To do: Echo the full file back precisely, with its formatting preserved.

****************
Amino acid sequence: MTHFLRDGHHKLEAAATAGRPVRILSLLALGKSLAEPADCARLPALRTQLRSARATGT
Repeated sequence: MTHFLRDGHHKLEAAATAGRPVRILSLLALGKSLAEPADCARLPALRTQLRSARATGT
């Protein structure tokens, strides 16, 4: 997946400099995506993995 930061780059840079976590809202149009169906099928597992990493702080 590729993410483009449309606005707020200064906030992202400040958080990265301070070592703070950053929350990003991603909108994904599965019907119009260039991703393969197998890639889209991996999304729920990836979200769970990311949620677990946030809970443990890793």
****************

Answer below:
Amino acid sequence: MTHFLRDGHHKLEAAATAGRPVRILSLLALGKSLAEPADCARLPALRTQLRSARATGT
Repeated sequence: MTHFLRDGHHKLEAAATAGRPVRILSLLALGKSLAEPADCARLPALRTQLRSARATGT
């Protein structure tokens, strides 16, 4: 997946400099995506993995 930061780059840079976590809202149009169906099928597992990493702080 590729993410483009449309606005707020200064906030992202400040958080990265301070070592703070950053929350990003991603909108994904599965019907119009260039991703393969197998890639889209991996999304729920990836979200769970990311949620677990946030809970443990890793």